A NEW photography exhibition aims to shine a light on the every day experiences of racism faced by people of colour in Glasgow and foster conversations on how best to tackle discrimination.

The exhibition, which opens at the Glasgow Museum of Modern Art (GOMA) this week, features 10 photographs by Karen Gordon, taken in collaboration with her subjects. It examines the common place racism experienced by the project’s participants that often went unnoticed by the white population around them.

Participants, who all live in Glasgow, told Gordon about experiences of being stopped and searched at airports and taken aside for questioning by plain clothes police officers.

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Others had gone through their twenties being turned away from pubs and nightclubs by bouncers, although this did not happen to their white friends. One actor with Scottish Asian heritage said that being told he “did not have the right look” at castings was such a common experience that it was a “running joke” amongst BAME actors.

One black man spoke about the “dirty looks” and “handbags clutched” if he was wearing a hoodie, while several others spoke of sensing racist judgments being made based on the colour of their skin. One black women recalled when a music tutor she had just met reached out unprompted to touch her hair.

Gordon, who has worked as a photographer with Maryhill Integration Network – which supports refugee and migrant communities – for many years said she was inspired to start the project after realising that even though she had been involved in anti-racism work she was still not aware of the daily nature of racism directed at people of colour.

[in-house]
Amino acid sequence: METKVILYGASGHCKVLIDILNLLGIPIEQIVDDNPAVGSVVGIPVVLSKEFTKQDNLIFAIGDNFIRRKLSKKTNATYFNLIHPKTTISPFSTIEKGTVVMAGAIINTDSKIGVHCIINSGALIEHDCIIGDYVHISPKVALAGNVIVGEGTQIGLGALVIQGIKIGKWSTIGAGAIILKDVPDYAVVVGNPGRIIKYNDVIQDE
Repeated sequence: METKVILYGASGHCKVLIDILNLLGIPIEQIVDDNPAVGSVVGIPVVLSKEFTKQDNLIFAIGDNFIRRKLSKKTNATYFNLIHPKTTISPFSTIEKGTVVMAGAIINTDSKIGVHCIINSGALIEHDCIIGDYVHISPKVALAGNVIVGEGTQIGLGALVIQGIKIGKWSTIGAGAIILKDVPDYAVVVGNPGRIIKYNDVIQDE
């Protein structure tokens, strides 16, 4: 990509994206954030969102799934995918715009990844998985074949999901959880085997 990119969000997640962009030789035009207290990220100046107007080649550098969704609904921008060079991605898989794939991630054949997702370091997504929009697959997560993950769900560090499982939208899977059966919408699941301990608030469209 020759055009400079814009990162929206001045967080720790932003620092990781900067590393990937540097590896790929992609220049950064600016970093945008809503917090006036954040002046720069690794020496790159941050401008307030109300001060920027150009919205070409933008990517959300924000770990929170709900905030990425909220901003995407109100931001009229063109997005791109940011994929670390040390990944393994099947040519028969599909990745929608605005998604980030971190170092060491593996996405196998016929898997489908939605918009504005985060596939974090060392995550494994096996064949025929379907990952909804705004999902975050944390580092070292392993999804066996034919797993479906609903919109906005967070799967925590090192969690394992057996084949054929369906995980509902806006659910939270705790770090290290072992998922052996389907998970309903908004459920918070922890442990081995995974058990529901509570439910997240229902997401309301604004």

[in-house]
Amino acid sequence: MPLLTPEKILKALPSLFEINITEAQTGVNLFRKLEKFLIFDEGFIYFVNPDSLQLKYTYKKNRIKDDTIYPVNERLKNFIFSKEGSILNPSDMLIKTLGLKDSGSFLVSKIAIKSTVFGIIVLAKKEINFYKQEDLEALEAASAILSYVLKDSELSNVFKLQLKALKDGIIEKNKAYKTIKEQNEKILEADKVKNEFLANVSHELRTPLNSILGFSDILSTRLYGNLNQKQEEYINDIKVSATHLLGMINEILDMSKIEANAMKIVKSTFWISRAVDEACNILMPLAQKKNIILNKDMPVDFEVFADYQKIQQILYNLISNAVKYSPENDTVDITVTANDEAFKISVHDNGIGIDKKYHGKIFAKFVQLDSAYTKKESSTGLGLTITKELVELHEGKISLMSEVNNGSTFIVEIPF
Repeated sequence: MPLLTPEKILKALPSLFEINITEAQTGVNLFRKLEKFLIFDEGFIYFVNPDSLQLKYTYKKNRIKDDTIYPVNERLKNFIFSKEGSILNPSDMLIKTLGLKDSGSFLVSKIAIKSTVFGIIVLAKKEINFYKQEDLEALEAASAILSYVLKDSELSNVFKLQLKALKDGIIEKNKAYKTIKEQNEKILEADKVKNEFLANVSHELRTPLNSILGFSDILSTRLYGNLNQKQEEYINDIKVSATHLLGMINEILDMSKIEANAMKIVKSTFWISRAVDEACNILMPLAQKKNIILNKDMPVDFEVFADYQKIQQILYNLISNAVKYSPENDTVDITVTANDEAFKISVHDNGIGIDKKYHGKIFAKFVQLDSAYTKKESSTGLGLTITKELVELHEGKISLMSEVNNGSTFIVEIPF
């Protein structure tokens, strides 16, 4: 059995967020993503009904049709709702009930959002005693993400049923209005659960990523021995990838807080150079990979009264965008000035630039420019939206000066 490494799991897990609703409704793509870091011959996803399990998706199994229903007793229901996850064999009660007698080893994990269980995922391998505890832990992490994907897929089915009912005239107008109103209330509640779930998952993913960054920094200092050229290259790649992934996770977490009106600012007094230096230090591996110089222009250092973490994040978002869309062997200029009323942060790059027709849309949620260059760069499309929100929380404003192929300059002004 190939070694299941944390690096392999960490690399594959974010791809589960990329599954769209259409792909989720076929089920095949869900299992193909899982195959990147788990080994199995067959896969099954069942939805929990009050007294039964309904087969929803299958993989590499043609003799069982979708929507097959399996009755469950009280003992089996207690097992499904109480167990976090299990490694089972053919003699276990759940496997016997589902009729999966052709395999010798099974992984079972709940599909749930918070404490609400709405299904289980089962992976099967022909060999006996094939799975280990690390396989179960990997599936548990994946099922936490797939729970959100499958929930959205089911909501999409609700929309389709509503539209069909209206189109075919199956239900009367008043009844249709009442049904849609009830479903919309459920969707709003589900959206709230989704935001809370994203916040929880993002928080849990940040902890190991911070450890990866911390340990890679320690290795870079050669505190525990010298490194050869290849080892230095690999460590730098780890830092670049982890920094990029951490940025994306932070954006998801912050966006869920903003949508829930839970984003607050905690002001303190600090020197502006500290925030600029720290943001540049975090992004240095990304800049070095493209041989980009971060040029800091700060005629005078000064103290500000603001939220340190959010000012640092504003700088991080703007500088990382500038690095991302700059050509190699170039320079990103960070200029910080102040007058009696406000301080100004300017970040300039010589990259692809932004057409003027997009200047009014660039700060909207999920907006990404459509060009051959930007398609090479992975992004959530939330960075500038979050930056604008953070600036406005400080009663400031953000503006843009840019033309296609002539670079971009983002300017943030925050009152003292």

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She said: “As someone who has been trying to tackle racism all my life I realised there was still so much that I was unaware of. What are the insidious things that people don’t talk about? Glasgow can seem quite diverse and welcoming due to that, but when you start to go under the surface its more complicated.

“The most important thing for me was that the participant was happy with the portrayal, so that was a huge part of the project and I worked very closely with people.

“A lot of white people say they don’t see colour and that is only because they have never had to see it. It’s such a huge issue. I see the photographs as a way of starting a bigger conversation about this.”

Nida Atif, a 21-year-old student, who both took part in and worked on the project, said that it had helped her to deepen her own understanding of the structural racism that she had sometimes struggled to name when she was younger.

“For me what is often frustrating is that you experience something that is not outward racism but it’s more that it is an underlying thing,” she said.

The photograph featuring Atif depicts an experience she had in an art gallery.

She and a friend – both of Pakistani heritage and wearing headscarves – were told to stop taking photographs. The white people doing the same around them continued to do so unchecked.